But here’s the good news. These negative effects are temporary and unless you are suffering from an underlying medical condition, your sleep woes can be resolved easily. That’s because for most of us, our sleeplessness stems from poor sleeping habits (read about them here) and stressing too much about not being able to sleep.
You Won’t Fall Asleep by “Trying” to Sleep
Yes, you read right. You can’t fall asleep by “trying.” That’s because going off to sleep is not just you snapping your eyelids shut and drifting into oblivion within seconds. Going off to sleep involves easing into a state of physical and mental relaxation first. You can’t fall asleep while you are climbing the stairs or have a worry gnawing at the back of your mind.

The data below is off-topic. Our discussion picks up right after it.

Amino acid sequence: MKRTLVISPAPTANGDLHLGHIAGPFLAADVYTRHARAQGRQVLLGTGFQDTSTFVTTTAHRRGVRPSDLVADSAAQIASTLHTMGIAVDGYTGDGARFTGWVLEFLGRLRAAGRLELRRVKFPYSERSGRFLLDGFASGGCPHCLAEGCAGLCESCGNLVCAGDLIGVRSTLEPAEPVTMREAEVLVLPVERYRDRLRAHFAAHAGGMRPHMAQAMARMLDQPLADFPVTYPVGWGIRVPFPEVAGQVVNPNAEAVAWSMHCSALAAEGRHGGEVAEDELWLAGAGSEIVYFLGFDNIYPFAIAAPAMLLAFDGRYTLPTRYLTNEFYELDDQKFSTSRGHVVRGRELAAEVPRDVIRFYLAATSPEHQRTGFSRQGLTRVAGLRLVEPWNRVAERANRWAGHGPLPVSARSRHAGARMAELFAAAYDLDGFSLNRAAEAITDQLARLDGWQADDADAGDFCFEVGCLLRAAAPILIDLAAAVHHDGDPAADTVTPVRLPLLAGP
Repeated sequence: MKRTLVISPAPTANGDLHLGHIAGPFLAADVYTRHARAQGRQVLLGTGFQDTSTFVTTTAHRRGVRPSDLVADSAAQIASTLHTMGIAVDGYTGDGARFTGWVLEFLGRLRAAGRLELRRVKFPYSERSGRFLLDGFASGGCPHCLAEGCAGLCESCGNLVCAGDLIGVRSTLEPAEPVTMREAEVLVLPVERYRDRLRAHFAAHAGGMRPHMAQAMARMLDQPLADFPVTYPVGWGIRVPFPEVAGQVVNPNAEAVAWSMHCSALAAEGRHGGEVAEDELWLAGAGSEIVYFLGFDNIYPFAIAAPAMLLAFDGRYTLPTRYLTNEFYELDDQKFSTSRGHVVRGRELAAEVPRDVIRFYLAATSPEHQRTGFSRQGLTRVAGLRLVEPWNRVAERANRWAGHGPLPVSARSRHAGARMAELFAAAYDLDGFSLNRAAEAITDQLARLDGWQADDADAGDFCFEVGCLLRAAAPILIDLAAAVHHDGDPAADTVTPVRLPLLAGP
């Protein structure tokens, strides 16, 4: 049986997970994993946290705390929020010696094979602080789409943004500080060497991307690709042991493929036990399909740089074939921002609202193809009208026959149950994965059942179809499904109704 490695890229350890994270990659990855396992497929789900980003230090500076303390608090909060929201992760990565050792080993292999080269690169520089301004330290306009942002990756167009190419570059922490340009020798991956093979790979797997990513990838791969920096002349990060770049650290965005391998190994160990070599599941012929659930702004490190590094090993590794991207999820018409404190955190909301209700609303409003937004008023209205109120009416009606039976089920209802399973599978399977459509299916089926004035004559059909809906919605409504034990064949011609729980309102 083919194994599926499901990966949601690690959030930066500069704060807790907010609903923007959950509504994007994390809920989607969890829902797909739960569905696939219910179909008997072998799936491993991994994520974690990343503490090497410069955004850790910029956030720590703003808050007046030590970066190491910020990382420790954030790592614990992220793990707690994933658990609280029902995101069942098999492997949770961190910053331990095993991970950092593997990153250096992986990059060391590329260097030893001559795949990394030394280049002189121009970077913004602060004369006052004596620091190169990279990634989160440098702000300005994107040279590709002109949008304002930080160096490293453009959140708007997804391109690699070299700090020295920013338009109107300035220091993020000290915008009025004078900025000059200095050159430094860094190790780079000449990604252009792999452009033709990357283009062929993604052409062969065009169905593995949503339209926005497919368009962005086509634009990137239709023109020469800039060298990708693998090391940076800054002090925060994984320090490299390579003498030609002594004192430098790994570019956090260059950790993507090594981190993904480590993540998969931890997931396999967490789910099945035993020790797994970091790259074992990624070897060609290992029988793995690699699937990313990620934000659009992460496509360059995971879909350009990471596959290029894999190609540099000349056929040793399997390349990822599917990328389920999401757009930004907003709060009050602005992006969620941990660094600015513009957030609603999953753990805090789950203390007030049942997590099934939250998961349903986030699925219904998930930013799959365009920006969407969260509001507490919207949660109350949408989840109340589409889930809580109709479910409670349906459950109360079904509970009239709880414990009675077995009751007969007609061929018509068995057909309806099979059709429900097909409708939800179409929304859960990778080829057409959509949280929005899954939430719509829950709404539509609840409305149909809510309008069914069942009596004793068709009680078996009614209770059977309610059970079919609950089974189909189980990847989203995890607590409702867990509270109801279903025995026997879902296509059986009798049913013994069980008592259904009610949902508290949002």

When you are “trying,” you are making a conscious effort. When you consciously strive to do something, you expect to achieve some specific outcome. This is when mental stress kicks in. You fret over results or their lack thereof. You worry if you are doing everything okay. You lie in bed and wonder when you will nod off to sleep. You are irritated and worry how you will get through the next day on so little sleep. You are far from being relaxed and calm. You are hardly in a state that will bring on sleep.
To bring on a state of relaxation that will induce sleep, you’ll want to stop “trying” to go to sleep and let go off the stress and agitation of “trying” to sleep. You can cultivate a letting-go mindset.